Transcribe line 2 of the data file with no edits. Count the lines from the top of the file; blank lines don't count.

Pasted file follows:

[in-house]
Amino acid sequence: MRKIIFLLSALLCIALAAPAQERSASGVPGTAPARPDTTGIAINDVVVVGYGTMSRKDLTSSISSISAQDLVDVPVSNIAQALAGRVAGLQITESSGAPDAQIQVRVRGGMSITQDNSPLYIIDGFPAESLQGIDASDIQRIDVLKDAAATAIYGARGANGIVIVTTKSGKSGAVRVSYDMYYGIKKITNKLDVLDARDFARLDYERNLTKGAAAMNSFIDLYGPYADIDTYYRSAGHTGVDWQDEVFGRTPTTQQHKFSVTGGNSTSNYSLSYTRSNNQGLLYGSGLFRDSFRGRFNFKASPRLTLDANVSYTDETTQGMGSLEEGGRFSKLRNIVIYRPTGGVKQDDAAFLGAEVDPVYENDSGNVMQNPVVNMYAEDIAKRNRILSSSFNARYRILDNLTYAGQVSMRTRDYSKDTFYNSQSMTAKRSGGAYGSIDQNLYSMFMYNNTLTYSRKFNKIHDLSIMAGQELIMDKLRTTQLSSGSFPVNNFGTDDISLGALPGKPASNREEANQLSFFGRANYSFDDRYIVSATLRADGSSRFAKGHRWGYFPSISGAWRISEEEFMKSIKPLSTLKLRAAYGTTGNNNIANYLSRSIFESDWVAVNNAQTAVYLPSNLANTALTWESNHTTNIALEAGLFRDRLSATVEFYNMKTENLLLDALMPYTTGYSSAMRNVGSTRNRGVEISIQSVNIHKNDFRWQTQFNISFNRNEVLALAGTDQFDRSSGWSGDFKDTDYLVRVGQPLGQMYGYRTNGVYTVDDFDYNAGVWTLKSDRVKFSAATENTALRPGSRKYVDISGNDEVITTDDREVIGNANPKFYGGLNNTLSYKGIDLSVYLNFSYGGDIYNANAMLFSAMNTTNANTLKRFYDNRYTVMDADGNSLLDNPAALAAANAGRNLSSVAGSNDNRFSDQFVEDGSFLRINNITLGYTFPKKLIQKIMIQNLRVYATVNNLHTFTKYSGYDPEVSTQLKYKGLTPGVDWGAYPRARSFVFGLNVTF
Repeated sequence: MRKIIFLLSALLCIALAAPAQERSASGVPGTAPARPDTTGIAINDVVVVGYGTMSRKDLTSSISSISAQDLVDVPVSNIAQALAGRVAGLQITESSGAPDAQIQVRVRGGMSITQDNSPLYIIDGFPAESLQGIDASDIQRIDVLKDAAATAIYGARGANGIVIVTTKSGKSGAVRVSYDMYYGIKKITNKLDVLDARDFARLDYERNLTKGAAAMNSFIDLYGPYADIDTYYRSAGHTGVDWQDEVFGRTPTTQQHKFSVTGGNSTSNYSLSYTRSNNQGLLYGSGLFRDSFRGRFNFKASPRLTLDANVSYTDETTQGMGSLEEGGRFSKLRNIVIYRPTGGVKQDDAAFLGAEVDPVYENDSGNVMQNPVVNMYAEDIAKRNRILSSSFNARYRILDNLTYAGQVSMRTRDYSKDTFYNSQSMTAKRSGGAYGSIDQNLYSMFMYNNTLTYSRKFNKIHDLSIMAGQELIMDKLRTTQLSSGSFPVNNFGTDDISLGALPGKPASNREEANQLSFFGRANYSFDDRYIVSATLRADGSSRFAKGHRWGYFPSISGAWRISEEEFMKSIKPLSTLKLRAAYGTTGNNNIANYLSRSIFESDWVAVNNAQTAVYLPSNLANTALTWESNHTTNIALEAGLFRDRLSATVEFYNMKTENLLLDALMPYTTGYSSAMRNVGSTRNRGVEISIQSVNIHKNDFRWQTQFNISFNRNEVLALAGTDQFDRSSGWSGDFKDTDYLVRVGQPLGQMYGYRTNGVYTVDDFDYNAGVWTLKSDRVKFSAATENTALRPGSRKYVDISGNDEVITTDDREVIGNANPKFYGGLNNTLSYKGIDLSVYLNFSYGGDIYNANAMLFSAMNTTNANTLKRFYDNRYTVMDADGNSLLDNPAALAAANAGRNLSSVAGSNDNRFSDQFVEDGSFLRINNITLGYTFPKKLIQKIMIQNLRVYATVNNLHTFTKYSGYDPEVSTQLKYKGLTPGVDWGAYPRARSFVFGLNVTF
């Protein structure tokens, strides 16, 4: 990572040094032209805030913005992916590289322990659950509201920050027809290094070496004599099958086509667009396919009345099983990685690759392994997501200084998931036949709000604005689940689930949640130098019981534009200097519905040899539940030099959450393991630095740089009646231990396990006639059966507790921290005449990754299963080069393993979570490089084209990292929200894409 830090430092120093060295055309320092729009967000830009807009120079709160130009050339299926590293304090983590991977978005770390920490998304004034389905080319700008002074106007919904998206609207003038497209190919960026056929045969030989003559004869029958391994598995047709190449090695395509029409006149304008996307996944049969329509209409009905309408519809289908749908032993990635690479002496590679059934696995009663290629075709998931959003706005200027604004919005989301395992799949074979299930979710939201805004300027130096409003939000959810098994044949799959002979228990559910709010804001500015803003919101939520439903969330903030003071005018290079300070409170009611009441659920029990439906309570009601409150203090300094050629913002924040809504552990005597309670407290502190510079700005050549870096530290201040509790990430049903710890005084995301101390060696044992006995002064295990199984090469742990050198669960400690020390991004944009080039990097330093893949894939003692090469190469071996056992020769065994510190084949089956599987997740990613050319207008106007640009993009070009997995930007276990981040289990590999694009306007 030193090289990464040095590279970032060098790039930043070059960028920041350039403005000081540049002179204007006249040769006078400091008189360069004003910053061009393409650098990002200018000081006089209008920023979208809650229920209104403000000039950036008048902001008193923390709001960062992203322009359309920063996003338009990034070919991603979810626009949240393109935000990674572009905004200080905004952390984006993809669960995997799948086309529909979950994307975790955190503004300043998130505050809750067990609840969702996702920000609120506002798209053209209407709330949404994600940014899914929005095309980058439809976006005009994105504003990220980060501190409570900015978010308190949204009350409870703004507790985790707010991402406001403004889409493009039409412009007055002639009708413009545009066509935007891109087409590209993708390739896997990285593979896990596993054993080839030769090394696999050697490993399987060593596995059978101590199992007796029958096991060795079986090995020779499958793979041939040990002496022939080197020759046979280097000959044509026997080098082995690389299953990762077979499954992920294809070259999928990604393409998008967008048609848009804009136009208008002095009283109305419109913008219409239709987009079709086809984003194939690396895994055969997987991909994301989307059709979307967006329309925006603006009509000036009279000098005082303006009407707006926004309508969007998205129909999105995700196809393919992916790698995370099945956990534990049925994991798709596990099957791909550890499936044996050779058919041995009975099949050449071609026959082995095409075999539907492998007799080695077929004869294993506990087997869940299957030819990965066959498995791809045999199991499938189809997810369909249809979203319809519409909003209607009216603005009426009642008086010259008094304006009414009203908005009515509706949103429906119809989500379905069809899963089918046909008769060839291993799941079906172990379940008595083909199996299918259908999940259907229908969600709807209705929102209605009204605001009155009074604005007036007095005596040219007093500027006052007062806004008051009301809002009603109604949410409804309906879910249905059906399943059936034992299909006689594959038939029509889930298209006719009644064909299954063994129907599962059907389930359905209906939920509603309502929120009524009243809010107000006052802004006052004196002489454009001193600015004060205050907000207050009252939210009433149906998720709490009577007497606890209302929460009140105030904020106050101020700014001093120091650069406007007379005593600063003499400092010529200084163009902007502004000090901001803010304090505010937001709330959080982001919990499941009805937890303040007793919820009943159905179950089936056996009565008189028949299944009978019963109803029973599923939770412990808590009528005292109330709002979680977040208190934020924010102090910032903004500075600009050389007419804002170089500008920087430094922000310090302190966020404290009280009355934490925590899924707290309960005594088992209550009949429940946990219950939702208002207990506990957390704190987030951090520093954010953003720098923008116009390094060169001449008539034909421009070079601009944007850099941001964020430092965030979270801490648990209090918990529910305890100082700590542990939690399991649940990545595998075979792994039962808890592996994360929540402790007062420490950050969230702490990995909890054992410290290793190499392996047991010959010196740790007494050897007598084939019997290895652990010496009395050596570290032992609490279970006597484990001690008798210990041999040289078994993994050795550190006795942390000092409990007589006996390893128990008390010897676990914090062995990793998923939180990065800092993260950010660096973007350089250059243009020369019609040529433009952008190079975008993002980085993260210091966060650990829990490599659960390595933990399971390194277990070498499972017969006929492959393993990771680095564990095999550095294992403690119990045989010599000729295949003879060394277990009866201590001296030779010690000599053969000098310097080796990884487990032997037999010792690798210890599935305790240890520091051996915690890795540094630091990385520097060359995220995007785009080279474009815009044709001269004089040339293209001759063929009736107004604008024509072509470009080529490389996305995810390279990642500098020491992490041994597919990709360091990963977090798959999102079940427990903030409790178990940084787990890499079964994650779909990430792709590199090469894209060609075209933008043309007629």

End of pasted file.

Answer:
Amino acid sequence: MRKIIFLLSALLCIALAAPAQERSASGVPGTAPARPDTTGIAINDVVVVGYGTMSRKDLTSSISSISAQDLVDVPVSNIAQALAGRVAGLQITESSGAPDAQIQVRVRGGMSITQDNSPLYIIDGFPAESLQGIDASDIQRIDVLKDAAATAIYGARGANGIVIVTTKSGKSGAVRVSYDMYYGIKKITNKLDVLDARDFARLDYERNLTKGAAAMNSFIDLYGPYADIDTYYRSAGHTGVDWQDEVFGRTPTTQQHKFSVTGGNSTSNYSLSYTRSNNQGLLYGSGLFRDSFRGRFNFKASPRLTLDANVSYTDETTQGMGSLEEGGRFSKLRNIVIYRPTGGVKQDDAAFLGAEVDPVYENDSGNVMQNPVVNMYAEDIAKRNRILSSSFNARYRILDNLTYAGQVSMRTRDYSKDTFYNSQSMTAKRSGGAYGSIDQNLYSMFMYNNTLTYSRKFNKIHDLSIMAGQELIMDKLRTTQLSSGSFPVNNFGTDDISLGALPGKPASNREEANQLSFFGRANYSFDDRYIVSATLRADGSSRFAKGHRWGYFPSISGAWRISEEEFMKSIKPLSTLKLRAAYGTTGNNNIANYLSRSIFESDWVAVNNAQTAVYLPSNLANTALTWESNHTTNIALEAGLFRDRLSATVEFYNMKTENLLLDALMPYTTGYSSAMRNVGSTRNRGVEISIQSVNIHKNDFRWQTQFNISFNRNEVLALAGTDQFDRSSGWSGDFKDTDYLVRVGQPLGQMYGYRTNGVYTVDDFDYNAGVWTLKSDRVKFSAATENTALRPGSRKYVDISGNDEVITTDDREVIGNANPKFYGGLNNTLSYKGIDLSVYLNFSYGGDIYNANAMLFSAMNTTNANTLKRFYDNRYTVMDADGNSLLDNPAALAAANAGRNLSSVAGSNDNRFSDQFVEDGSFLRINNITLGYTFPKKLIQKIMIQNLRVYATVNNLHTFTKYSGYDPEVSTQLKYKGLTPGVDWGAYPRARSFVFGLNVTF